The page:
USDA allots $503 million to enhance out of doors recreation and conservation on nationwide forests

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The US Department of Agriculture is investing more than half a billion dollars through the Great American Outdoors Act to address delayed maintenance, improve infrastructure, improve user access, and support rural economies while meeting conservation goals.

Overall funding for the Great American Outdoors Act is split between the Legacy Restoration Fund and the Land and Water Conservation Fund.

“Thanks to the Great American Outdoors Act, we’re already having a tremendous impact on our ability to improve visitor access and land conservation efforts through the Legacy Restoration Fund and Land and Water Conservation Fund projects,” said Randy Moore, director of the forest service. “Repairing and improving infrastructure in the national forests and grasslands and expanding forest protection will ensure that the Forest Service continues to meet the outdoor recreation needs of present and future generations.”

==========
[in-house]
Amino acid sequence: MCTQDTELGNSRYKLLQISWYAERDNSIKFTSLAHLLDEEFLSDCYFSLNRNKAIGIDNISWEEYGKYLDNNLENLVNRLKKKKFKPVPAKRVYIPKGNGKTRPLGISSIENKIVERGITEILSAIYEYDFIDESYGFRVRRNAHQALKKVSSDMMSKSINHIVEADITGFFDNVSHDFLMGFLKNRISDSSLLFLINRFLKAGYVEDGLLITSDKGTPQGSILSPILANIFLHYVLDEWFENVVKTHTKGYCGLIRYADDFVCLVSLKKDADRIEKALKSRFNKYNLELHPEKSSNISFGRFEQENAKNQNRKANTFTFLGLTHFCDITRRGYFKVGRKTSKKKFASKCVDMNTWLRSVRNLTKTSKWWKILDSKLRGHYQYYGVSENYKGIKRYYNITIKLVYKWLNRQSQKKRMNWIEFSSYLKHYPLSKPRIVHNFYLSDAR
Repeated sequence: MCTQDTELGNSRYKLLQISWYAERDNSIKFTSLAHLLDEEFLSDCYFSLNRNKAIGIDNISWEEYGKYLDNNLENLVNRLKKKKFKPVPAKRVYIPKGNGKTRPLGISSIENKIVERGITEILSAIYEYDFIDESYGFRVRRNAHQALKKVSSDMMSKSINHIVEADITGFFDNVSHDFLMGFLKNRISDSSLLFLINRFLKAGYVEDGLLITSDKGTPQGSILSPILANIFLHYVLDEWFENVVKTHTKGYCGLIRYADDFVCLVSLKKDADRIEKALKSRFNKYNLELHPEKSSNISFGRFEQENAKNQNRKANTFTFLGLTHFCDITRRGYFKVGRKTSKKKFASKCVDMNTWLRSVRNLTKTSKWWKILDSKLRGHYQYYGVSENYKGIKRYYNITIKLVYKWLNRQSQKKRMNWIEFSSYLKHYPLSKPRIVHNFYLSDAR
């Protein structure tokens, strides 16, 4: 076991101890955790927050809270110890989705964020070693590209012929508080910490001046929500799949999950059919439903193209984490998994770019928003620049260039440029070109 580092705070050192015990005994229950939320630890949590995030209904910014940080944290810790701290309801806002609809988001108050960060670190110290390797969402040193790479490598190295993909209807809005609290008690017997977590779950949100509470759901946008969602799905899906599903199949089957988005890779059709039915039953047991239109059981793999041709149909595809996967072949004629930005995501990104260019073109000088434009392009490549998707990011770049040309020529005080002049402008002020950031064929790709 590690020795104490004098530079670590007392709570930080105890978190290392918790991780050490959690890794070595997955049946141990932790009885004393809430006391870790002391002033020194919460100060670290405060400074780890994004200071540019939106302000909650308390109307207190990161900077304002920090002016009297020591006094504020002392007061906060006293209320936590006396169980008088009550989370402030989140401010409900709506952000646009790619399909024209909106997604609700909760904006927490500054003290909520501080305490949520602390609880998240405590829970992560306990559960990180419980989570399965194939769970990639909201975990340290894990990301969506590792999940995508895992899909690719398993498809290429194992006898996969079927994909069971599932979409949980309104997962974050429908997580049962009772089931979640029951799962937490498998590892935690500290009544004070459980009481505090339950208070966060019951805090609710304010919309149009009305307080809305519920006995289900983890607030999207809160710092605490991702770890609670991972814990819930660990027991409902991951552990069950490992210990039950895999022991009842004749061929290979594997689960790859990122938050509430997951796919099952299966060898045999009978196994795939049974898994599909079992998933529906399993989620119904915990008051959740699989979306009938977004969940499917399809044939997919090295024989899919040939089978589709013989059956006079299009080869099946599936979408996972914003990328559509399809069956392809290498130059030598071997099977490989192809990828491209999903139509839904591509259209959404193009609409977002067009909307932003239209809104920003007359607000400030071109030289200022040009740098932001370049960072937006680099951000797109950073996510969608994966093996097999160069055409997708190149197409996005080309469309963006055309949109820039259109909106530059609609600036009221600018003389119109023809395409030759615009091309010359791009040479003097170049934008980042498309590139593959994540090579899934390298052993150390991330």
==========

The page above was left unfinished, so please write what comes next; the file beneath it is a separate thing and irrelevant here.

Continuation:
The Legacy Restoration Fund is focused on addressing the deferred maintenance backlog on federally managed public lands, providing $285 million for 450 projects in 38 states and Puerto Rico. In addition to work on the Mountains to Sound greenway project, examples include improving campgrounds in West Virginia’s Monongahela National Forest and rebuilding roads leading to popular hiking trails, campgrounds and wilderness areas in New Mexico’s Gila National Forest. For more information on these and other Legacy Restoration Fund programs, visit this easy-to-use online dashboard.

The Land and Water Conservation Fund has received ongoing funding from the Great American Outdoors Act and extends Forest Service conservation efforts to national, state, and private lands through voluntary land acquisitions. This fiscal year, the Forest Service is investing $218 million in these programs and launching 25 new projects to create new fishing, hunting and recreational opportunities on tens of thousands of acres nationwide. One example is the Montana Great Outdoors Conservation Project, a $20 million investment to improve public access to Montana’s forests for hiking, fishing, hunting, snowmobiling, berry picking and more. The project both improves access to previously segregated areas and protects land from non-forest use, which is home to many species of concern, including grizzly bears, Canadian lynx, gray wolves and several species of fish.